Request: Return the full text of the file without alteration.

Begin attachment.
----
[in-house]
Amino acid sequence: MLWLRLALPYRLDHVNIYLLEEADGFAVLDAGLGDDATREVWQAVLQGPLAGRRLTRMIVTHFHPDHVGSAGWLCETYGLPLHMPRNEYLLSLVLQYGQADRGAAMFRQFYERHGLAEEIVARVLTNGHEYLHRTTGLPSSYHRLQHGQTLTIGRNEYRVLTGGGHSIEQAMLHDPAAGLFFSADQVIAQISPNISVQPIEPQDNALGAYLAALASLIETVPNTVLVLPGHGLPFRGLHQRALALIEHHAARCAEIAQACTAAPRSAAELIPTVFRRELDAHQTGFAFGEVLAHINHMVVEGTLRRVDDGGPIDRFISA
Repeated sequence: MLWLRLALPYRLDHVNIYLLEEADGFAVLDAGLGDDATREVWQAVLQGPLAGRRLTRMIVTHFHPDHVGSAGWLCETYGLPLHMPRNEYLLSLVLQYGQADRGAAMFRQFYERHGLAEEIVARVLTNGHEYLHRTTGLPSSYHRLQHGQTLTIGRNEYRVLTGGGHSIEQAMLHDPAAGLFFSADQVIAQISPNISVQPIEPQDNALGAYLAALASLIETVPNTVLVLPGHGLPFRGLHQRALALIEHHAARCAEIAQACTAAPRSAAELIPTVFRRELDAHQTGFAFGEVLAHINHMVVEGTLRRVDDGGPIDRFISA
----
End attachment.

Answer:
[in-house]
Amino acid sequence: MLWLRLALPYRLDHVNIYLLEEADGFAVLDAGLGDDATREVWQAVLQGPLAGRRLTRMIVTHFHPDHVGSAGWLCETYGLPLHMPRNEYLLSLVLQYGQADRGAAMFRQFYERHGLAEEIVARVLTNGHEYLHRTTGLPSSYHRLQHGQTLTIGRNEYRVLTGGGHSIEQAMLHDPAAGLFFSADQVIAQISPNISVQPIEPQDNALGAYLAALASLIETVPNTVLVLPGHGLPFRGLHQRALALIEHHAARCAEIAQACTAAPRSAAELIPTVFRRELDAHQTGFAFGEVLAHINHMVVEGTLRRVDDGGPIDRFISA
Repeated sequence: MLWLRLALPYRLDHVNIYLLEEADGFAVLDAGLGDDATREVWQAVLQGPLAGRRLTRMIVTHFHPDHVGSAGWLCETYGLPLHMPRNEYLLSLVLQYGQADRGAAMFRQFYERHGLAEEIVARVLTNGHEYLHRTTGLPSSYHRLQHGQTLTIGRNEYRVLTGGGHSIEQAMLHDPAAGLFFSADQVIAQISPNISVQPIEPQDNALGAYLAALASLIETVPNTVLVLPGHGLPFRGLHQRALALIEHHAARCAEIAQACTAAPRSAAELIPTVFRRELDAHQTGFAFGEVLAHINHMVVEGTLRRVDDGGPIDRFISA